While there aren’t many types of pest control that can be sprayed without an applicator’s license, there are some types that you can use. When it’s time to apply an insecticide, what’s the very first step to take? Read the directions on the product label! There are three things to consider that will directly impact the pest control’s effectiveness:
- Method of application
- Type of kill
If you’re like Allen, you’ll read the directions on a product label, but sometimes you like to do your own thing and change up the dose a bit. If the directed amount is supposed to work well, then more will work even better, right? Well, not exactly. Using more than the directed amount of pest control can lead to overdosing, which can be a waste of product and money.
Rather than overdosing, some folks might choose to cut back on the product because they’re trying to save money. But, many times, the dose needs to be right at the directed amount to be effective. Underdosing to only discover that the lower dose is ineffective will ultimately lead to spending more money. How? To successfully kill the bugs, more product will have to be applied to reach the effective dosage level. To avoid this, it’s best to use the directed amount from the start!
The moral of the story: Rather than overdosing or underdosing, read the directions and try to get the dose right on target.
METHOD OF APPLICATION
The method of application is right up there in importance with dosage. When we say “method of application,” we’re essentially referring to coverage and pressure. Many times, not getting good coverage may be the cause of not seeing good results.
Before spraying, consider the sprayer’s pounds per square inch (PSI) rating. Do you need more PSI to achieve the coverage you need? Maybe you’re currently using a four-wheeler sprayer, but a battery powered sprayer may be needed to achieve the desired PSI.
Maybe you’ve got a power take off (PTO) driven sprayer pump. Are the revolutions per minute (RPMs) at the right level to apply enough pressure and get the product out? To reach certain places in a poultry house, you may need to use a spray wand or spray gun.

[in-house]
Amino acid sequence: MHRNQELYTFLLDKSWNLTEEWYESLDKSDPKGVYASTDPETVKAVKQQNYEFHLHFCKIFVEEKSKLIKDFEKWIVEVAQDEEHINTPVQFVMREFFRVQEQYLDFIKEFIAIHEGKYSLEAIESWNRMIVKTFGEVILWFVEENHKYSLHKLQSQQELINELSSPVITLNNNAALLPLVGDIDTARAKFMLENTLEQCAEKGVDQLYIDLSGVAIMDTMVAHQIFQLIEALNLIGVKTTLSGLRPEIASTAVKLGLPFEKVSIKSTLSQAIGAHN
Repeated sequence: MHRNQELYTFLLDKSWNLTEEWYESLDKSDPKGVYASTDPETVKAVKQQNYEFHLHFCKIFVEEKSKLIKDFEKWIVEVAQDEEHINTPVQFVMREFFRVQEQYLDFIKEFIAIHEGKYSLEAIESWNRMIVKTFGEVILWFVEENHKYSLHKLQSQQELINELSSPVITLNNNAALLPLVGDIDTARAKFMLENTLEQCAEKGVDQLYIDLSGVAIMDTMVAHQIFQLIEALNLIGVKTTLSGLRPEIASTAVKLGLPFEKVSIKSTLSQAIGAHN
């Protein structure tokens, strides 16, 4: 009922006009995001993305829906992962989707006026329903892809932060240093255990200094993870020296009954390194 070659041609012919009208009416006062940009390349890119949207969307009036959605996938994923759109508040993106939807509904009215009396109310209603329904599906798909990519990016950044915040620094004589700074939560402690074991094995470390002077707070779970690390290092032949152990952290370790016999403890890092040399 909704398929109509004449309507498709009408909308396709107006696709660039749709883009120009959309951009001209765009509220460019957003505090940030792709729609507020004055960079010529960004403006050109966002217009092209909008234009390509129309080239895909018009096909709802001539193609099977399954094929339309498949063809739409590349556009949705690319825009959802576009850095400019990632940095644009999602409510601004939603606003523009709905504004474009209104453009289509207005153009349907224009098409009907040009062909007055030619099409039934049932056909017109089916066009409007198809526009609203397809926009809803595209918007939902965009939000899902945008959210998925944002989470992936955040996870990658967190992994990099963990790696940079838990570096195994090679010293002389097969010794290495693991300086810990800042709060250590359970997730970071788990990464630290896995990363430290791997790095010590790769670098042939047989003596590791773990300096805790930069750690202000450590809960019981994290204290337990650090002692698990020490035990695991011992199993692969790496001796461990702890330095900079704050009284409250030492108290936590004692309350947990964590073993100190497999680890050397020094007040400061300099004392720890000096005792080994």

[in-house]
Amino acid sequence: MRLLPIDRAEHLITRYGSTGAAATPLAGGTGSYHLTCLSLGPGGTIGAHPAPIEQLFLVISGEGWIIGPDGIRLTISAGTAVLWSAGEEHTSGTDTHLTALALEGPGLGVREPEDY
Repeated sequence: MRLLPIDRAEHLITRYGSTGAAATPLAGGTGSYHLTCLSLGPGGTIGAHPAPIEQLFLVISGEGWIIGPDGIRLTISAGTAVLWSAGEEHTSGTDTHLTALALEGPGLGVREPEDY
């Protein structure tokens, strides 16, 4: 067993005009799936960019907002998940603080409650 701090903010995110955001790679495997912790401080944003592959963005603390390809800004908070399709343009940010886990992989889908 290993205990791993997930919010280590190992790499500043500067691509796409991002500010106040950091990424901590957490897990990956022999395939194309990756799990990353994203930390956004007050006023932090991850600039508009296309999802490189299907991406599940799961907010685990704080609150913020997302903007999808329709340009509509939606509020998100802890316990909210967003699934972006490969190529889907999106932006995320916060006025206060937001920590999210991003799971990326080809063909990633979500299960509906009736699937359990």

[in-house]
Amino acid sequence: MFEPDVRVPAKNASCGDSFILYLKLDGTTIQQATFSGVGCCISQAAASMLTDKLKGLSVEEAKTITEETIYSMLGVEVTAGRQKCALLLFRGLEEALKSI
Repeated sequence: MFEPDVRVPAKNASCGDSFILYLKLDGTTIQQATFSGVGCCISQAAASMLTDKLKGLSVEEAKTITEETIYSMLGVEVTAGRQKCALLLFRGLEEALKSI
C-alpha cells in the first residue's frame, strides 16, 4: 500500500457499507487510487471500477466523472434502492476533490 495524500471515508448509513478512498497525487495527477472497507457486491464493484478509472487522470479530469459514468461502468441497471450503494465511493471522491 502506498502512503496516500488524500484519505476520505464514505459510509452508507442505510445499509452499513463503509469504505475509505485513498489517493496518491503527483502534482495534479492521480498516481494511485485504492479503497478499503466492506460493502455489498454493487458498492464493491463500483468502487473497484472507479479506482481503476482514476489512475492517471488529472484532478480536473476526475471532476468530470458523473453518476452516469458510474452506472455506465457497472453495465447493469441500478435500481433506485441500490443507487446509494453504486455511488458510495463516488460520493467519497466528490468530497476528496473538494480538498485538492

The sprayer’s nozzles are an important factor to consider. According to UGA Extension, “The type of nozzle affects not only the amount of spray applied to a particular area, but also the uniformity of the applied spray, the coverage obtained on the sprayed surfaces, and the amount of drift that can occur.” Common types of nozzles include flat-fan, even flat-fan and cone.
TYPE OF KILL
When it comes to the type of kill, most insecticides fall into one of two categories: contact and residual. With contact insecticides, the bugs must be sprayed directly for the insecticide to kill them. Unlike contact-kill products, residual products do not require direct contact with bugs. Once a residual insecticide is sprayed, there is a certain time window of effectiveness. During that time, a bug will die if it crosses through the residual solution.
The pest control’s type of kill impacts where you spray it. If you have a contact product, you’ll spray it directly on the bugs, of course! But, if you have a residual product, you’ll want to strategically spray it where the insects are going to cross. For example, if you know that bugs travel inside through the walls and doors, you can be sure to spray those areas. Then, once a bug reaches one of those areas, the residual product will take care of it.
If you’re looking for an insecticide that you can spray in your poultry houses, check out Desecticide. Our non-toxic formula is proven effective for killing resistant darkling beetles, lesser mealworms, bed bugs, mites, fleas and ticks on chickens, ducks and turkeys.
As a contact-kill product, Desecticide is safe to use in poultry facilities when birds are present—and it can even be used directly on your birds. There is no re-entry wait time or re-application limit, and it is safe for the environment.
HOW TO SAFELY DISPOSE OF INSECTICIDE CONTAINERS
After spraying, it’s important to safely dispose of the empty insecticide containers.
- Read the label again.
- What does the company suggest as a best practice for getting rid of the container?
- Don’t reuse an insecticide container.
- Never pour leftover products down the drain as this will impact your water source.
Triple Rinse Method
Allen recently read about the “Triple Rinse” method. Here’s what you can do when you’ve finished up the container and all the insecticide is gone.
- Fill up the container a quarter of the way with water.
- Tighten the lid and vigorously shake the container, making sure the water comes in contact with all sides.
- Empty it into your spray tank.
- Let it dry for 30 seconds.
- Repeat the process two more times.
For more guidance and tips, contact your local waste management organization or check out the Earth911 website, which provides great resources on how to deal with toxic waste.
If you have any questions about pest control for your poultry houses, feel free to contact us! Reach out to Allen at firstname.lastname@example.org, or give us a call at 800-608-3755.